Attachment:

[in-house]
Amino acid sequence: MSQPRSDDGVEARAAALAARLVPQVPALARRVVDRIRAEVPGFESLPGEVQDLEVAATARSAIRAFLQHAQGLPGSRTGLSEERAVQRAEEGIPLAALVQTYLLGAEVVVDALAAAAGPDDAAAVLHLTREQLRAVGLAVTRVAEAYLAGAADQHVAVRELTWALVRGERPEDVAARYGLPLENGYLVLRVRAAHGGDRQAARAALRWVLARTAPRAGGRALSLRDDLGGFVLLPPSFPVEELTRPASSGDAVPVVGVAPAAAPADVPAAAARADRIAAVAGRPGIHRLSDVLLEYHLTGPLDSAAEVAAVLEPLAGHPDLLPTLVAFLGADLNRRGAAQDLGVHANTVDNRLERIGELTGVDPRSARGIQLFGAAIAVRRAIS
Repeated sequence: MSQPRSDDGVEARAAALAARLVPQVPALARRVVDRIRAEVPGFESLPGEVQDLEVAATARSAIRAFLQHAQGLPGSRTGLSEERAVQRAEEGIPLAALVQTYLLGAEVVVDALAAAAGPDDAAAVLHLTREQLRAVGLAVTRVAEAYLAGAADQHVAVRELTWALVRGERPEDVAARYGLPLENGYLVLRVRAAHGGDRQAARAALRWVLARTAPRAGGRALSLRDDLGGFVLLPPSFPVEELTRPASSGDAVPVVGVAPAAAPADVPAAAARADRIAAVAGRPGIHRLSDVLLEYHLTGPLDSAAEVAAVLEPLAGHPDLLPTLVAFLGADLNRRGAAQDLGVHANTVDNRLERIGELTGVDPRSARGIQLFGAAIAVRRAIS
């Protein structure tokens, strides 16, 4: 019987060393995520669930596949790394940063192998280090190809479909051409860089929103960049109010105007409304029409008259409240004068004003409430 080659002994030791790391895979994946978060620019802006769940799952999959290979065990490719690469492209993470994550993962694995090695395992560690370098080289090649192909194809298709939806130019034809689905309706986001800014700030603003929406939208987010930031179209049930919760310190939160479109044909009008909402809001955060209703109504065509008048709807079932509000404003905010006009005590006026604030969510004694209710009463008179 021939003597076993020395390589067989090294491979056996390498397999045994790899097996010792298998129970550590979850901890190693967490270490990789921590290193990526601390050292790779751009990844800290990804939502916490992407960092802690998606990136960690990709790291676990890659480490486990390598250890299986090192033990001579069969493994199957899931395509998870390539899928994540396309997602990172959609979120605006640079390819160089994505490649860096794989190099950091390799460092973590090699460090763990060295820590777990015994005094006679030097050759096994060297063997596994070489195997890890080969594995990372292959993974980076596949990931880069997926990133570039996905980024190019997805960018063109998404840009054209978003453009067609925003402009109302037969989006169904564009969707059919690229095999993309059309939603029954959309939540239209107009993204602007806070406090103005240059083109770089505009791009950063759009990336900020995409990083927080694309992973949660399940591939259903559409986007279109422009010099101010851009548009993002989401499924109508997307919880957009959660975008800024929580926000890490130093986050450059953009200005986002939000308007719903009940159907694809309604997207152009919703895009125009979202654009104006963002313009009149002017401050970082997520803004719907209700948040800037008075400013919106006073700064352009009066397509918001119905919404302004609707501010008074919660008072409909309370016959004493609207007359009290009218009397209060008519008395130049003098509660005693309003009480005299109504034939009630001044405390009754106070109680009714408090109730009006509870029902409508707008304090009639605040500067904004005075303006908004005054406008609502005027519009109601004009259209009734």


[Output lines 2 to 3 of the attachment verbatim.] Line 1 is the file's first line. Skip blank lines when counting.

Amino acid sequence: MSQPRSDDGVEARAAALAARLVPQVPALARRVVDRIRAEVPGFESLPGEVQDLEVAATARSAIRAFLQHAQGLPGSRTGLSEERAVQRAEEGIPLAALVQTYLLGAEVVVDALAAAAGPDDAAAVLHLTREQLRAVGLAVTRVAEAYLAGAADQHVAVRELTWALVRGERPEDVAARYGLPLENGYLVLRVRAAHGGDRQAARAALRWVLARTAPRAGGRALSLRDDLGGFVLLPPSFPVEELTRPASSGDAVPVVGVAPAAAPADVPAAAARADRIAAVAGRPGIHRLSDVLLEYHLTGPLDSAAEVAAVLEPLAGHPDLLPTLVAFLGADLNRRGAAQDLGVHANTVDNRLERIGELTGVDPRSARGIQLFGAAIAVRRAIS
Repeated sequence: MSQPRSDDGVEARAAALAARLVPQVPALARRVVDRIRAEVPGFESLPGEVQDLEVAATARSAIRAFLQHAQGLPGSRTGLSEERAVQRAEEGIPLAALVQTYLLGAEVVVDALAAAAGPDDAAAVLHLTREQLRAVGLAVTRVAEAYLAGAADQHVAVRELTWALVRGERPEDVAARYGLPLENGYLVLRVRAAHGGDRQAARAALRWVLARTAPRAGGRALSLRDDLGGFVLLPPSFPVEELTRPASSGDAVPVVGVAPAAAPADVPAAAARADRIAAVAGRPGIHRLSDVLLEYHLTGPLDSAAEVAAVLEPLAGHPDLLPTLVAFLGADLNRRGAAQDLGVHANTVDNRLERIGELTGVDPRSARGIQLFGAAIAVRRAIS